Like many Soviet-born Jews, San Francisco resident Victoria Karp grew up in an assimilated family. So assimilated, in fact, that she only found out she was Jewish by accident when she saw her grandparents’ “nationality” on their Soviet passports.
Even at age 8, she knew not to mention it. “I kept it to myself and did not dare to ask my family any questions,” she said.
That personal history made for a powerful backdrop this summer when Karp, who is in her early 40s, traveled to Poland with the S.F.-based Jewish Community Federation’s Young Adult Division, along with 18 of her peers from the Bay Area. Most were visiting for the first time or had family roots in the country. And all were ready to experience “unexpected Poland,” as the trip promised.
The YAD group toured Warsaw and Krakow, met with scholars, Jewish leaders and cultural activists, went to Auschwitz-Birkenau, visited the Polin Museum of the History of Polish Jews, attended the Krakow Jewish Culture Festival and were guests at a Jewish wedding.
“One of the main reasons I went on this trip was to learn and explore the history and culture of prewar Jewish Poland and to bear witness to the Holocaust,” said Karp, who came to the U.S. as a teenager in the early ’90s.
Poland was part of the Soviet bloc from World War II until 1989, run by a communist government. “Another important reason for me as a former Soviet Jew and an immigrant to the United States was to see and understand what kind of Jewish life exists in today’s Poland,” Karp said.
That was one of the overarching goals of this inaugural YAD venture, which was conceived by Sean Taube, who is on the advisory board of the Taube Foundation for Jewish Life and Culture and a member of the Jewish Federations of North America’s National Young Leadership Cabinet, among other organizations. The trip was subsidized by the Federation and the Taube Foundation and coordinated by Taube Jewish Heritage Tours.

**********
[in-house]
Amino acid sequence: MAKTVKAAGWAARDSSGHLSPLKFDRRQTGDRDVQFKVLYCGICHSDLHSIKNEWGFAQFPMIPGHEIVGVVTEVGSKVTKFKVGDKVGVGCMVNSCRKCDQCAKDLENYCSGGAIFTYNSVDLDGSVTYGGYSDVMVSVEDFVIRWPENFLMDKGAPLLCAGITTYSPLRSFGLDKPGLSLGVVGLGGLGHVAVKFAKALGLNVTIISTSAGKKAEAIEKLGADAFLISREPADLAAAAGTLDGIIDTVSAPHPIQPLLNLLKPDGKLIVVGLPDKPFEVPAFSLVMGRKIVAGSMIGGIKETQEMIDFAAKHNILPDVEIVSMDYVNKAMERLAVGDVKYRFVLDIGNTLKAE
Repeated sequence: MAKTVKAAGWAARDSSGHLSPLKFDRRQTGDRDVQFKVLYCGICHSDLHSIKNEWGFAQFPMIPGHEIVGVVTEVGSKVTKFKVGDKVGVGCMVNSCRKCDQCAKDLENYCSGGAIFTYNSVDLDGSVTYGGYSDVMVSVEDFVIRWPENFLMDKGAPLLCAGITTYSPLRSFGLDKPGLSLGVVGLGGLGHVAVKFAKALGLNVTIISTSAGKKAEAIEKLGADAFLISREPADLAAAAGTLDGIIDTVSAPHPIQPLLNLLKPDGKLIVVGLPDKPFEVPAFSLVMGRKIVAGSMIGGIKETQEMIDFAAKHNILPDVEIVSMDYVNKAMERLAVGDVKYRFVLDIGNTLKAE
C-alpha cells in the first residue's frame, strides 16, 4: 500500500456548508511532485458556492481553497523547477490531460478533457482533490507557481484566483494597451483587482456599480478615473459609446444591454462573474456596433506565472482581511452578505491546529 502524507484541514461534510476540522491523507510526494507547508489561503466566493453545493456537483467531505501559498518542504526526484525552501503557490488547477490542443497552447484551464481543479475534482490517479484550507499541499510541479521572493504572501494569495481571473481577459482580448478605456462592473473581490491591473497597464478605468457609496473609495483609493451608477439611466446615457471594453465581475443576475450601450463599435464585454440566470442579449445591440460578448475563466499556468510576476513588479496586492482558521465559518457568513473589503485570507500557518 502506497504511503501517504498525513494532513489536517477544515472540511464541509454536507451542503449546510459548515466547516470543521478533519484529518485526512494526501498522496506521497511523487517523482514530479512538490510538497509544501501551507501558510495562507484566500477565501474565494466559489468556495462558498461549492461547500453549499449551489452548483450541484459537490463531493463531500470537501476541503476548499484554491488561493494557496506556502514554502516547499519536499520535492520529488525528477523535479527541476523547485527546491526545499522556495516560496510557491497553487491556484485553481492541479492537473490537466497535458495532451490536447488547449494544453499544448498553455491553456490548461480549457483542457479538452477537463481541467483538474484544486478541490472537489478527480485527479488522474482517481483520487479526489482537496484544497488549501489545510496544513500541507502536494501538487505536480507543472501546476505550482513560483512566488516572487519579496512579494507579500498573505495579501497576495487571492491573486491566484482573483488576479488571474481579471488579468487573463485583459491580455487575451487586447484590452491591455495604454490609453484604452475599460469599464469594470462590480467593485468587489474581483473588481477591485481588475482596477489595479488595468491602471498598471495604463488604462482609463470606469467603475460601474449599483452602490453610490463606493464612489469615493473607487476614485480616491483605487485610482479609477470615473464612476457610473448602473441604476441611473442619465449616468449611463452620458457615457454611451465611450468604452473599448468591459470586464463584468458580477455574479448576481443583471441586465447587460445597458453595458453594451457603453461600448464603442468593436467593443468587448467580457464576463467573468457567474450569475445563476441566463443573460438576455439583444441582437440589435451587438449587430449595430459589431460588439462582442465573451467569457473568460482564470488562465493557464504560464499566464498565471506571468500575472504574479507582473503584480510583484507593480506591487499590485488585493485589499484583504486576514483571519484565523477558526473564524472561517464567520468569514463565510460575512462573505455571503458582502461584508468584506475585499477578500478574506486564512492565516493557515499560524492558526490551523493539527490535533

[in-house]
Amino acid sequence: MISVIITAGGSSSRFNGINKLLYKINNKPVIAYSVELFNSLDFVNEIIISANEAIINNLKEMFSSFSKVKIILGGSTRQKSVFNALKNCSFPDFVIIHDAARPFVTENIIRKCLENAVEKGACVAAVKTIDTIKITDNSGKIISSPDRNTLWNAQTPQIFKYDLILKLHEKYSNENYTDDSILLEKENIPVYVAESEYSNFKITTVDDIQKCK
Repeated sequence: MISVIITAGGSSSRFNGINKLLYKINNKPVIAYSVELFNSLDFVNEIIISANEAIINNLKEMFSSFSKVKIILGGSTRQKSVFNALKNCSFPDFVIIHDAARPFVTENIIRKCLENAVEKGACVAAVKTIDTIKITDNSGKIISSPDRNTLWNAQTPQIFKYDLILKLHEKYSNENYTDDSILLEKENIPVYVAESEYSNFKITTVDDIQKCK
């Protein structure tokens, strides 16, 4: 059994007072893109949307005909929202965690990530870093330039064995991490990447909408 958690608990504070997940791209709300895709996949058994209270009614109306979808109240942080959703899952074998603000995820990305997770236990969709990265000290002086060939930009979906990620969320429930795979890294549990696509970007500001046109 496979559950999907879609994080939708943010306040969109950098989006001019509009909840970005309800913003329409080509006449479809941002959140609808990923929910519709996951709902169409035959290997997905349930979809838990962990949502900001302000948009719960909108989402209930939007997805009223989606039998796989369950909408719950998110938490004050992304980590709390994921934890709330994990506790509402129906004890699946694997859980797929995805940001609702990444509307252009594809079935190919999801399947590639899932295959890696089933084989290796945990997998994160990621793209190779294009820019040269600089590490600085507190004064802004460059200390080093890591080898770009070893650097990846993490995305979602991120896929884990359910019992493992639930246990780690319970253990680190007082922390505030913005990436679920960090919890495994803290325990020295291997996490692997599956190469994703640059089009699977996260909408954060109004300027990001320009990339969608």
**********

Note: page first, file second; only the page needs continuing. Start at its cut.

“We wanted to bring a group of Bay Area Jewish young adults to experience the Jewish Poland of today while reflecting on the 1,000 years of Polish Jewish life,” said Sharon Siegel, 33, JCF manager of Young Adult Engagement and Philanthropy. “It was important to Sean to show his Bay Area contemporaries that Poland is not just a gray page in our history books, but a budding flower of Jewish renaissance.”
Taube, 38, who has been to Poland at least seven times — his father, philanthropist Tad Taube, has been promoting the Jewish rebirth in his native land for well over 15 years — had been on previous Jewish-oriented trips around the world that he said skewed to an older demographic. “I wanted to engage young Jewish community leaders,” the San Francisco resident said. “I thought it was important to bring a younger contingent to Poland and show them the work that is being done there and the appeal of Poland being more than just Holocaust remembrance.”
The trip attracted a diverse array of participants, from a former IDF soldier with a Ph.D. in theoretical physics to a UCSF pediatric nurse to a self-described “free spirit and student of life.”
The group also included San Francisco equity investor Robert Kaufman, 33, whose Jewish activism dates back to his student days at UC Berkeley. Since graduating, he has continued his involvement with Berkeley Hillel, the Israel Action Committee and the campus AIPAC group and has become a Birthright Israel leader.
Kaufman’s interest in the weeklong trip was in part a desire to learn about the country’s Jewish life and origins, since “half my family is from Poland. … I didn’t know much about [their] history. This trip motivated me to find out more … where they lived, what they did for a living, how they survived the war.”
He also said he was “intrigued by the relatively recent renaissance in Jewish life in Poland and wanted to see this revitalization firsthand.” That opportunity presented itself in a tangible way at the Jewish Culture Festival, an experience Kaufman called “unexpected and exciting. Seeing thousands of non-Jewish Poles express an interest in Jewish life made me feel optimistic for the future of the Jewish community in Poland.”
That optimism is a byproduct of efforts by people like Tad Taube, who are determined to kindle the sparks of Jewish life in Poland. “The more you do, the bigger the challenge,” the 82-year-old philanthropist said, describing his organization’s successes. “Once you hit a home run, in order to beat it you need to hit another home run, out of the park. We’ve hit a lot of home runs out of the park.”
For Karp, one of the more uplifting moments of the trip came after a difficult one. “I was choking with tears when we celebrated Shabbat in Krakow after a somber day in Auschwitz, the biggest Shabbat gathering in Krakow since before World War II,” she said. “The scale of destruction of Jewish lives [during the war] is beyond my comprehension, but it felt empowering to be there in large numbers celebrating everything that is Jewish, ours.”